> in this newsgroup. Esters, on the other hand, are a subject that gets
                  > far less attention than it should. I feel there is too much focus on
                  > ethanol and water, and not the properties of the impurities we are
                  > really trying to remove. My still already removes more than enough
                  > water - I have to add water back before I use it's output so clearly
                  > removing water is not my main objective. Everything seems to hinge on
                  > the assumption that if your still is good at separating alcohol and
                  > water then it must be good at removing everything else. This
                  > assumption is loose at best and ignores the fact that with a little
                  > encouragement some of the worst impurities will remove themselves.
                  >
                  > Esters are flavour compounds responsible for many of the
                  > characteristic tastes we know very well:
                  >
                  > Propyl acetate (Pears)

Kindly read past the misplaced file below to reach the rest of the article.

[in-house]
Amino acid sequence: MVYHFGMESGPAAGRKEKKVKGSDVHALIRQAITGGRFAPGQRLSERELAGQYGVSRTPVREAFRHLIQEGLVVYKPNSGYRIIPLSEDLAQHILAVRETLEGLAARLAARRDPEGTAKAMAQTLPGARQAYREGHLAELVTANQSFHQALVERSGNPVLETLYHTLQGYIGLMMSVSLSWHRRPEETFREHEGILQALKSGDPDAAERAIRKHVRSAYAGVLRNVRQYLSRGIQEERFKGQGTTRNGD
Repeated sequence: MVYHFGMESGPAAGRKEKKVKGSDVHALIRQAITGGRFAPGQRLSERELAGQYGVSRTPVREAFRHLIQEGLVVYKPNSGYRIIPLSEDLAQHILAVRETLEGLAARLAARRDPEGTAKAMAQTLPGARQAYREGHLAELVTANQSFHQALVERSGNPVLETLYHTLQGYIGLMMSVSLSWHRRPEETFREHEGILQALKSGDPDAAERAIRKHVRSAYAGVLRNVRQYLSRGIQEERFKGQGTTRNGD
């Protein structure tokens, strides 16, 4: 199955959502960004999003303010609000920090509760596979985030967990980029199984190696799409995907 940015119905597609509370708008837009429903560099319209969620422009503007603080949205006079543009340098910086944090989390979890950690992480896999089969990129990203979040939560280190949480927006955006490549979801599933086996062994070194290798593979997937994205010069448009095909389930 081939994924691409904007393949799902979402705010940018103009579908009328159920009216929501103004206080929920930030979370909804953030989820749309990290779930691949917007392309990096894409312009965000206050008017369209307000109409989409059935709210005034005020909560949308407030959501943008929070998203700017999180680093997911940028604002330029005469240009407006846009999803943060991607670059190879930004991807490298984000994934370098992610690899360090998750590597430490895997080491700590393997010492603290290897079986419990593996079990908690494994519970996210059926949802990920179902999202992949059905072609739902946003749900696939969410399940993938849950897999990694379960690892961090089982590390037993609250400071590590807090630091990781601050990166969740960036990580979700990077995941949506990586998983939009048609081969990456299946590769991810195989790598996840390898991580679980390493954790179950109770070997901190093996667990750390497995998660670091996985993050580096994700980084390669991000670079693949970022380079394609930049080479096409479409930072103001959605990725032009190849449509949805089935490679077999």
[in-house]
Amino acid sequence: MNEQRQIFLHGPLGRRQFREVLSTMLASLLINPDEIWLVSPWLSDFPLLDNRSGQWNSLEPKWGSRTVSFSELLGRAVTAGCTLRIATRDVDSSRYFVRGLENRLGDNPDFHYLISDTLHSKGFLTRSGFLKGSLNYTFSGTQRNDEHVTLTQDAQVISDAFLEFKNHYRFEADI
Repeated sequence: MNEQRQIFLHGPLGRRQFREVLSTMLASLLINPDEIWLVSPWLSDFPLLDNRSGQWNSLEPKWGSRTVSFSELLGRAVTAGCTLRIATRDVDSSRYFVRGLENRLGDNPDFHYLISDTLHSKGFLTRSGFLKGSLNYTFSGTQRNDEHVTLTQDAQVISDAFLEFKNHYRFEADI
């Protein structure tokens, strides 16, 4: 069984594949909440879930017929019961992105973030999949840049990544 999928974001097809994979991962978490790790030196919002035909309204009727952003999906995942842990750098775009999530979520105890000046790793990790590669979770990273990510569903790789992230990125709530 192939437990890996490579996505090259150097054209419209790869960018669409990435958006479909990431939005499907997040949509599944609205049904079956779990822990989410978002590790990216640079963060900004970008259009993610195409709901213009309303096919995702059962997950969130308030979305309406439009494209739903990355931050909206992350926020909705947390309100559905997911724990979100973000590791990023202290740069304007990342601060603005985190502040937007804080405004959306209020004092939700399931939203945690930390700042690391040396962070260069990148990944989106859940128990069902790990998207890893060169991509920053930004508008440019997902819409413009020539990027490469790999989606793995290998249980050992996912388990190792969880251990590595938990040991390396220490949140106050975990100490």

> Octyl acetate (Oranges)
                  > Isoamyl acetate (Banana)
                  > Ethyl butyrate (Pineapple)
                  > Butyl acetate (Apple)
                  > Methyl trans-cinnamate (Strawberry)
                  > Ethyl cinnamate(Cinnamon)
                  >
                  > (See http://www.leffingwell.com/esters.htm. There are many others and
                  > a web search will turn up many more if you're interested.)
                  >
                  > Esters are the product of a reaction between an organic acid and an
                  > alcohol. Read the back of a wine bottle you'll see wine described as
                  > tasting of all sorts of different fruit (except grapes, of course
                  > because any fool can do that). Yeast, by its very nature, produces a
                  > range of organic acids and a range of alcohols during the
                  > fermentation process. These combine to form a range of esters
                  > responsible (along with other chemicals) for the flavours in wine
                  > that aren't in the original grape juice. This is where the interests
                  > of a winemaker differ from someone trying to make clean neutral
                  > spirits - winemakers see ester formation as desirable. Yeast makers
                  > even advertise their yeasts on how good they are at producing damn
                  > esters.
                  >
                  > The problem with esters is that a little goes such a long way. Most
                  > have detection thresholds measured in parts per billion (ppb). Ethyl
                  > butyrate – the fruity pineapple ester listed above - has an odour
                  > detection threshold in water of 1ppb. As a comparison, ethanol in air